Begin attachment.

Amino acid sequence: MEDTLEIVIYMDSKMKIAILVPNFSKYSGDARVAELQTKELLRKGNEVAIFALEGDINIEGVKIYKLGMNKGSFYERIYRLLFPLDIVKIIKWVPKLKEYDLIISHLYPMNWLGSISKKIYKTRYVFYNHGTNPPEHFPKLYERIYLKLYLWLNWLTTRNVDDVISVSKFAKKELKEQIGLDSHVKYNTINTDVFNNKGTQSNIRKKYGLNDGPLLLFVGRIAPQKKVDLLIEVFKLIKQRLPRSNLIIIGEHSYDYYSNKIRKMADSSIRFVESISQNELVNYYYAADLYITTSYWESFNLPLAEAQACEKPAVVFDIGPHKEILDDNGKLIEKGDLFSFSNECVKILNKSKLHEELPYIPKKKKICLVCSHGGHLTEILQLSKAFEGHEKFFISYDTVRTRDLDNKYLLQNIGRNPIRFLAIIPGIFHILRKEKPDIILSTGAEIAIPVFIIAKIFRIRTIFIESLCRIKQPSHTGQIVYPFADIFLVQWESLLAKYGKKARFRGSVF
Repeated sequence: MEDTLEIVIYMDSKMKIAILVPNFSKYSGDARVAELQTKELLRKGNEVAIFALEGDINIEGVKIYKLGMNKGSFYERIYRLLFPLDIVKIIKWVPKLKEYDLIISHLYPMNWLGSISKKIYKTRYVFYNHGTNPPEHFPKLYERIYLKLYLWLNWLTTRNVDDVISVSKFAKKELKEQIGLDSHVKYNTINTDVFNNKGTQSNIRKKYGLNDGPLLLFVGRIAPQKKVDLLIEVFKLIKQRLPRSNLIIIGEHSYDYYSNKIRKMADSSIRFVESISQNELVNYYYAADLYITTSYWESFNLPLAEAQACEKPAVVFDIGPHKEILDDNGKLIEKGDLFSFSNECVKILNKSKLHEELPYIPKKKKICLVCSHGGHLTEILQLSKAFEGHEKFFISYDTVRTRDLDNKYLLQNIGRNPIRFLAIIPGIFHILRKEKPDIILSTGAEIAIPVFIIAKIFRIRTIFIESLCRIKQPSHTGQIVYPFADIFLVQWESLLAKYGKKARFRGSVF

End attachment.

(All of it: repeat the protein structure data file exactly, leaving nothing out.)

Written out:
Amino acid sequence: MEDTLEIVIYMDSKMKIAILVPNFSKYSGDARVAELQTKELLRKGNEVAIFALEGDINIEGVKIYKLGMNKGSFYERIYRLLFPLDIVKIIKWVPKLKEYDLIISHLYPMNWLGSISKKIYKTRYVFYNHGTNPPEHFPKLYERIYLKLYLWLNWLTTRNVDDVISVSKFAKKELKEQIGLDSHVKYNTINTDVFNNKGTQSNIRKKYGLNDGPLLLFVGRIAPQKKVDLLIEVFKLIKQRLPRSNLIIIGEHSYDYYSNKIRKMADSSIRFVESISQNELVNYYYAADLYITTSYWESFNLPLAEAQACEKPAVVFDIGPHKEILDDNGKLIEKGDLFSFSNECVKILNKSKLHEELPYIPKKKKICLVCSHGGHLTEILQLSKAFEGHEKFFISYDTVRTRDLDNKYLLQNIGRNPIRFLAIIPGIFHILRKEKPDIILSTGAEIAIPVFIIAKIFRIRTIFIESLCRIKQPSHTGQIVYPFADIFLVQWESLLAKYGKKARFRGSVF
Repeated sequence: MEDTLEIVIYMDSKMKIAILVPNFSKYSGDARVAELQTKELLRKGNEVAIFALEGDINIEGVKIYKLGMNKGSFYERIYRLLFPLDIVKIIKWVPKLKEYDLIISHLYPMNWLGSISKKIYKTRYVFYNHGTNPPEHFPKLYERIYLKLYLWLNWLTTRNVDDVISVSKFAKKELKEQIGLDSHVKYNTINTDVFNNKGTQSNIRKKYGLNDGPLLLFVGRIAPQKKVDLLIEVFKLIKQRLPRSNLIIIGEHSYDYYSNKIRKMADSSIRFVESISQNELVNYYYAADLYITTSYWESFNLPLAEAQACEKPAVVFDIGPHKEILDDNGKLIEKGDLFSFSNECVKILNKSKLHEELPYIPKKKKICLVCSHGGHLTEILQLSKAFEGHEKFFISYDTVRTRDLDNKYLLQNIGRNPIRFLAIIPGIFHILRKEKPDIILSTGAEIAIPVFIIAKIFRIRTIFIESLCRIKQPSHTGQIVYPFADIFLVQWESLLAKYGKKARFRGSVF